the ressentiment of natures that are denied the true reaction, that of deeds, and compensate themselves with an imaginary revenge. While every noble morality develops from a triumphant affirmation of itself, slave morality from the outset says No to what is “outside,” what is “different,” what is “not itself”; and this No is its creative deed.12

The cultivation of an imaginary otherworldly revenge in due course culminates in real violence against others and the destruction and annihilation of alterity in Nietzsche’s analysis.

To interpret Nietzsche’s argumentation in response to Schelers objection, ressentiment remains operative in the consciousness of the eternal that does not recognize how it thinks and acts out of ordinary, all too human motivations. These motives, as Nietzsche shows in the Genealogy of Morals, are inevitably temporal and transient. Human motives are generated and determined by biological, historical, and social forces and only secondarily formed by individual decision, rational agency, and ideal value.

Nietzsche diagnosed the ressentiment constitutive of conventional religion, morality, and the politics of equality in the Genealogy of Morals. The logic of reciprocal recognition, equal exchange, and sacrifice ofthe one for the many requires and cultivates a reactive fear and envy of the other who must be tamed, disciplined, and brought under control or rejected, excluded, and eliminated as a hostile foreign power. The ressentiment of vengeful priests, their secularized heirs, and the manipulated masses constitutes the motivational basis for forms of domination. Nietzsche contrasted this reactive yet cunning and skillful ressentiment with the lordly affirmation of the self in the immanence of its own desires and vitality of life. Nietzsche’s ethics of self-affirmation is asymmetrical in prioritizing the self of the other even as it undermines the reactive and calculative treatment of others. Noble self-affirmation affirms the self in its fullness without negating the other. It affirms the other in an asymmetrical and non-calculative generosity and bounty born of its own excess and overflowing sense of self that Nietzsche likens in Thus Spoke Zarathustra to the bounteousness of natural phenomena such as the sun and water, which give without needing to receive from others.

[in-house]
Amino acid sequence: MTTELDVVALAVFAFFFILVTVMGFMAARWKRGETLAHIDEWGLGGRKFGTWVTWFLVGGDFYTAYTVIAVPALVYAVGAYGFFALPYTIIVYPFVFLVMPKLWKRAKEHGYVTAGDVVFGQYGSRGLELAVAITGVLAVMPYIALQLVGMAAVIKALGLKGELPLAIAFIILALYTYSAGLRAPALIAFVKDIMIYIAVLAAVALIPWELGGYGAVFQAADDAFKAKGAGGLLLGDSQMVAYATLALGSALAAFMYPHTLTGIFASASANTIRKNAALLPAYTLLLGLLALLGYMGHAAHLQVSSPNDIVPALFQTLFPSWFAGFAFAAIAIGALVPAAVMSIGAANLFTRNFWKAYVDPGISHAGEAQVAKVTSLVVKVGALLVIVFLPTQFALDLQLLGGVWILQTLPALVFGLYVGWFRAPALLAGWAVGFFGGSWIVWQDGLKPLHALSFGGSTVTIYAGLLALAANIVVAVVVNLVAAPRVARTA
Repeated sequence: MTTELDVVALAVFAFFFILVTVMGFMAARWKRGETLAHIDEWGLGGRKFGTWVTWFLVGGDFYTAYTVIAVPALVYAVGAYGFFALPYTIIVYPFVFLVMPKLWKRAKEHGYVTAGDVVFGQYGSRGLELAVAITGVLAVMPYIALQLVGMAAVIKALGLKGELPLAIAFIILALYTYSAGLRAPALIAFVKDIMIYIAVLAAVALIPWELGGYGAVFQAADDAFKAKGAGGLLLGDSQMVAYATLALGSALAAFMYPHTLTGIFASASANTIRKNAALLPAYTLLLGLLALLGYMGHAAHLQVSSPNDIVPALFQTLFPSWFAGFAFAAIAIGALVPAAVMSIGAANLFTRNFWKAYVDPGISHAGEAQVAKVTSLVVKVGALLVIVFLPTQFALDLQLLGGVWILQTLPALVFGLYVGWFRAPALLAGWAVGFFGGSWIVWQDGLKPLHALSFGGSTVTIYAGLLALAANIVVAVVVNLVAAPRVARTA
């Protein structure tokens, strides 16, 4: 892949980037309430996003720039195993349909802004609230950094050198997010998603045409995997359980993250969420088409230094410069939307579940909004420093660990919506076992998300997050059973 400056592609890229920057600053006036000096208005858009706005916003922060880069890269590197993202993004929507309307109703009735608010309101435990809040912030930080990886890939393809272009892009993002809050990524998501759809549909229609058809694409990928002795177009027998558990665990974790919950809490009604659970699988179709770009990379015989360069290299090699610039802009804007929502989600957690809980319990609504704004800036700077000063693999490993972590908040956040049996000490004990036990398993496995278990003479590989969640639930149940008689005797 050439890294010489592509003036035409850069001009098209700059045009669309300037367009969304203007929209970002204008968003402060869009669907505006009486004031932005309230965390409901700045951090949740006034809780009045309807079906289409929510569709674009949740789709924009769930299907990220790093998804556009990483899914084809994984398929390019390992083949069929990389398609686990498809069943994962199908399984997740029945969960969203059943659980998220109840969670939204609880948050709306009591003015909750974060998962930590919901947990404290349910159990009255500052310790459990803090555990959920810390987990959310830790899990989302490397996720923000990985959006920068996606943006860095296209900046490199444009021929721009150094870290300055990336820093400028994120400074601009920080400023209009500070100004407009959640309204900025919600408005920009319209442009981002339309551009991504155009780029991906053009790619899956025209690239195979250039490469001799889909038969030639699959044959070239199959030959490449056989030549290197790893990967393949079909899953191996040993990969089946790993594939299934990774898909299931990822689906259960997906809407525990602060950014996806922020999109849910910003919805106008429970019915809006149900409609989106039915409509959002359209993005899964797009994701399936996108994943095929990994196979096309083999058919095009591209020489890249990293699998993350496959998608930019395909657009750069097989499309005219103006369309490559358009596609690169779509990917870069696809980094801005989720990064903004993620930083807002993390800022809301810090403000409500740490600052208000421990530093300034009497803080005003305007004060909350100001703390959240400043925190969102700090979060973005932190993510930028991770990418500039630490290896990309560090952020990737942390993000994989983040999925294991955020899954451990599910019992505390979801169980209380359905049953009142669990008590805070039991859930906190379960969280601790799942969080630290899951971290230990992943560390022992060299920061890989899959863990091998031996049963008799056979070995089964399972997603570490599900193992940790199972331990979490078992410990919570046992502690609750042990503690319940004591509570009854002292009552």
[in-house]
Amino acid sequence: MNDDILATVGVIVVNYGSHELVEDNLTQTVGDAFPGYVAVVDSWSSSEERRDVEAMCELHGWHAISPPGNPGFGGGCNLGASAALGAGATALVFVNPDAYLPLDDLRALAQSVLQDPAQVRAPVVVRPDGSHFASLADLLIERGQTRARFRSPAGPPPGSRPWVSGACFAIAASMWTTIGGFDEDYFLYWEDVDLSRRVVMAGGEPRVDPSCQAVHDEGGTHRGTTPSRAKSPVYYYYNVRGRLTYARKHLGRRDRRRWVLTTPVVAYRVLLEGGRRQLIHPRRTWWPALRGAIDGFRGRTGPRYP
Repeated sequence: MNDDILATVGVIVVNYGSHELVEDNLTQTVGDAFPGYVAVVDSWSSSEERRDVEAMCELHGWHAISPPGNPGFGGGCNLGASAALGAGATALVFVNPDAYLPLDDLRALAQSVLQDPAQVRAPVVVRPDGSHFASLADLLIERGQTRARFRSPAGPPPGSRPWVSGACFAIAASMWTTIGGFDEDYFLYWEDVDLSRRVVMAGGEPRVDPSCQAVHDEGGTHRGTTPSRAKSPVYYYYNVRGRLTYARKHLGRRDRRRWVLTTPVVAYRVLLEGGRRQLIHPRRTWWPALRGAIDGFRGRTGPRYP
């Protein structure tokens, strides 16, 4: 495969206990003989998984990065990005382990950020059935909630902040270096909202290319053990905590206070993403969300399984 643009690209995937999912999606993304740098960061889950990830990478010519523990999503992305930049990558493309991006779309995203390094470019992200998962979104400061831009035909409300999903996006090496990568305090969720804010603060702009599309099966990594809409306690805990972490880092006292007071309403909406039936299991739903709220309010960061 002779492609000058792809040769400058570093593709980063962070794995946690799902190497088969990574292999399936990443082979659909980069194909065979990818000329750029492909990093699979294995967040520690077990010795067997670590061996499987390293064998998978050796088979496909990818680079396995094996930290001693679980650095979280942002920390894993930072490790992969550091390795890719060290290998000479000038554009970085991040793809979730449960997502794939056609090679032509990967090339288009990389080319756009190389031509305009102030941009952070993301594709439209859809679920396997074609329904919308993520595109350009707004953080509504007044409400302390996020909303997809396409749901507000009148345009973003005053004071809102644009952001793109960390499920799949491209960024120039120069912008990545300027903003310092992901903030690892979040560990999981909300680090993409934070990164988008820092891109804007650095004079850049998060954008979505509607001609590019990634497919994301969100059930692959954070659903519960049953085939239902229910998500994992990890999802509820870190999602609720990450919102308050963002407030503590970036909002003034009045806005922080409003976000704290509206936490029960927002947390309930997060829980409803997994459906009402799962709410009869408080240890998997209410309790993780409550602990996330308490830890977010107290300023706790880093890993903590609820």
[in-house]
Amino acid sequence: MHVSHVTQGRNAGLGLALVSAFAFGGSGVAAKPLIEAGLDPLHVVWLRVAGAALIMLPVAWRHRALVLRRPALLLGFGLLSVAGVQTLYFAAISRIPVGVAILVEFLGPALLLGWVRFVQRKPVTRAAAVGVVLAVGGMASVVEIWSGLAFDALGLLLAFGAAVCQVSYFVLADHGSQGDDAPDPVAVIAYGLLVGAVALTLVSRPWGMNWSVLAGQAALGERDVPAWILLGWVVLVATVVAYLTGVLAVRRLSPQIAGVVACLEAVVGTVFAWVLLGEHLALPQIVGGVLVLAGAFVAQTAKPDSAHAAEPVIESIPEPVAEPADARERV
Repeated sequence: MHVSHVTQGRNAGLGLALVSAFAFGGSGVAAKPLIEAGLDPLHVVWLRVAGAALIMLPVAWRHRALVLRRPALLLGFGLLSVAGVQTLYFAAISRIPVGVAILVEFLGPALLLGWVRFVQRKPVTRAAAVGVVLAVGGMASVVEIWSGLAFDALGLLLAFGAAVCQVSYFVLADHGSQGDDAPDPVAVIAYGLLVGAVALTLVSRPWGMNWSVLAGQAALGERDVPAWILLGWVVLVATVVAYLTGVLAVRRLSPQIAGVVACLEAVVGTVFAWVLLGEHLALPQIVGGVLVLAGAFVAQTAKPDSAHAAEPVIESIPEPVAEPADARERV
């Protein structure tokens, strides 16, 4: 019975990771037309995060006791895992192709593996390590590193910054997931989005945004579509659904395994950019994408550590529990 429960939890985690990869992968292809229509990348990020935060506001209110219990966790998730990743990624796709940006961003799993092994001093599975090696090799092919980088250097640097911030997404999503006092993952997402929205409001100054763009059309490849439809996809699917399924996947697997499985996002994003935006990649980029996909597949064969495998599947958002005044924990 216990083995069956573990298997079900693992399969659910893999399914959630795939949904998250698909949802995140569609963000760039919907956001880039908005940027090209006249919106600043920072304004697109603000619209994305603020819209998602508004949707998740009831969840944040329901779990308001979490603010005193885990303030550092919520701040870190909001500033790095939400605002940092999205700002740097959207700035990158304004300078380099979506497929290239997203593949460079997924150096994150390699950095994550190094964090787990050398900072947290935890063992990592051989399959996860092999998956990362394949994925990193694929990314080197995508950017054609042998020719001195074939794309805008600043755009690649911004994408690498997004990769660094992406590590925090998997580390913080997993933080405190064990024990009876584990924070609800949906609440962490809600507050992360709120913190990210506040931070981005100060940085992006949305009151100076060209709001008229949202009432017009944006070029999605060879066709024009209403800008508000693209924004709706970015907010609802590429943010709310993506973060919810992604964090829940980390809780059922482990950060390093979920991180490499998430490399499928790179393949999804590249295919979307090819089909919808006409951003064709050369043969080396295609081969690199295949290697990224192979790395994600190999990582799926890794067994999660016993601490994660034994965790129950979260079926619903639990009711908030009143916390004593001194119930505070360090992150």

Because of the asymmetry between self and other, Nietzsche has been critiqued as a radically anti-egalitarian and hierarchical thinker by proponents of standard conceptions of socio-political equality, for instance, Jurgen Habermas and Axel Honneth, and praised as a postmodern thinker of an alterity and difference resisting the relentless logic of identity and enmity.13 In this context, it is sensible to question whether Nietzsche’s historical analysis presupposes an objectivizing stance that misses the internal or immanent character of interpersonal relations, as described by Strawson, and whether it overthrows the reciprocity and mutuality of self and other required by Scheler’s ethical vision.